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Are the youth too woke to dream?


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Are the youth too woke to dream?

ACTIVATE! Change Drivers logo

28th July 2021


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South Africa is exhausted. With high unemployment and few prospects, the youth are hopeless. Perhaps what we need is to regroup and dare to dream again. If there is no motivation for us to fight for a better tomorrow, we will see nothing wrong with burning down what we have today. If it wasn't the Zuma issue, some other frustration would have fuelled the current outrage. Do we wait for the next issue and react to that again or sit down and look for a long-term treatment option for our national pain?

During #FeesMustFall, the young people of South Africa had a shared dream. We all had a hope for the future of South Africa - one where young people played an active role in the economy and prosperity of our nation. The struggle for free education was as much from a place of wokeness as it was from a dream. If there had never been a dream of a democratic nation that our parents wished for us to grow up in, perhaps they would have burnt down the country in their righteous anger fuelled by the injustices that one didn’t even have to be woke to be aware of. It isn’t the full speech of Reverend Dr Martin Luther King Jr that the world remembers, but the dream he shared. It is as important to dream as it is to woke up and do something about it.


A friend once said, "Enough has been enough for quite some time now". So, I fully understand the anger and the outrage. As much as I cannot at all support the violence and criminal behaviour, I can honestly imagine the bursting of the ticking time-bomb of South Africa’s pain looking a lot worse than the current situation. We have centuries old wounds that have been re-covered over many hundreds of years without being allowed enough room and acknowledgement to recover. In the natural, leaving a wound unattended for too long may lead to an amputation if not death altogether. At this point, I think the wound has just burst open. And the whole body is [about] to feel the heat. However, as much as it hurts and we are exhausted, I do not think that all hope is lost yet. This is the wake-up call for us to dream again.

I think that we need a chance to dream again, as a nation. At this point, the lines of segregation have deepened so much so that there is no longer a common goal that applies to all South Africans. In this age of information, there are lots of formulas on how we ought to do life. Everyone has an opinion. There is a woke perspective on everything from identity to career choices to relationships. We cannot let our guard down at any point anymore. Our entire lives are a constant struggle, and then we have the pressure of being watched by the world as we try to figure it all out. We barely sleep, because we are carrying the weight of the world on our shoulders. Between the demands of our daily lives and the realities of our wokeness, we can become quite hopeless.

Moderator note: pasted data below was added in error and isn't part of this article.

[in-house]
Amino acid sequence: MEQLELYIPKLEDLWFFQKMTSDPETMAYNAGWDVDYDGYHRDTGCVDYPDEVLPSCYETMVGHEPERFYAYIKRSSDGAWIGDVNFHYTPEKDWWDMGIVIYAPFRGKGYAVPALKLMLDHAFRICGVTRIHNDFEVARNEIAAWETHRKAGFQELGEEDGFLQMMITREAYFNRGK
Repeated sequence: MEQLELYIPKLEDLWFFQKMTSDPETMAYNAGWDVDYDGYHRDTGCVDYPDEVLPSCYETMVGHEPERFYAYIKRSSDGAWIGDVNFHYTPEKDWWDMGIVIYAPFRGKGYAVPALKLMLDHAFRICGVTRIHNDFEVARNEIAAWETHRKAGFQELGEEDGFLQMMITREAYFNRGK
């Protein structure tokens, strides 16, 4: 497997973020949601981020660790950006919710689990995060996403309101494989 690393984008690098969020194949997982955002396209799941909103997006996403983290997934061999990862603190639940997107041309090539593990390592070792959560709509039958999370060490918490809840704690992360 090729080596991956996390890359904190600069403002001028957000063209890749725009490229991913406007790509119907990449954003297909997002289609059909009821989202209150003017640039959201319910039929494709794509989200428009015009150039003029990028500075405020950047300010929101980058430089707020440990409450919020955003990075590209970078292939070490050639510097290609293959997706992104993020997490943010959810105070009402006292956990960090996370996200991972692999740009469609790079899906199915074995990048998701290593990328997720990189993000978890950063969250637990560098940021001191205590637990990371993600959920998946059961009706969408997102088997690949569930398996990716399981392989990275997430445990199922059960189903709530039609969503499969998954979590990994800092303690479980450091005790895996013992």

In recent years, the number of young people who lose their lives to suicide has spiralled. This is but one sign of the state of hopelessness that we are currently in. I can personally attest to the feeling of failure that deemed any hope for a better future. To a point where death felt like the only viable option. But, that wasn’t true. My focus on the wrong took up all of my time, I didn’t have any time left to dream. Now, this may seem as though I am downplaying the current situation or the gravity of suicidal thoughts. And I am doing neither of these. I am actually saying that the country is on the verge of committing suicide if we do not wake up and start seeking professional help for our national traumas. I am saying that we need to rest and dream again. We need to create a hopeful future, one that we will all be willing to work towards.

South Africa needs to heal and dream again. There’s still hope.

Written by Kay-Dee Mashile, Activate! Change Drivers


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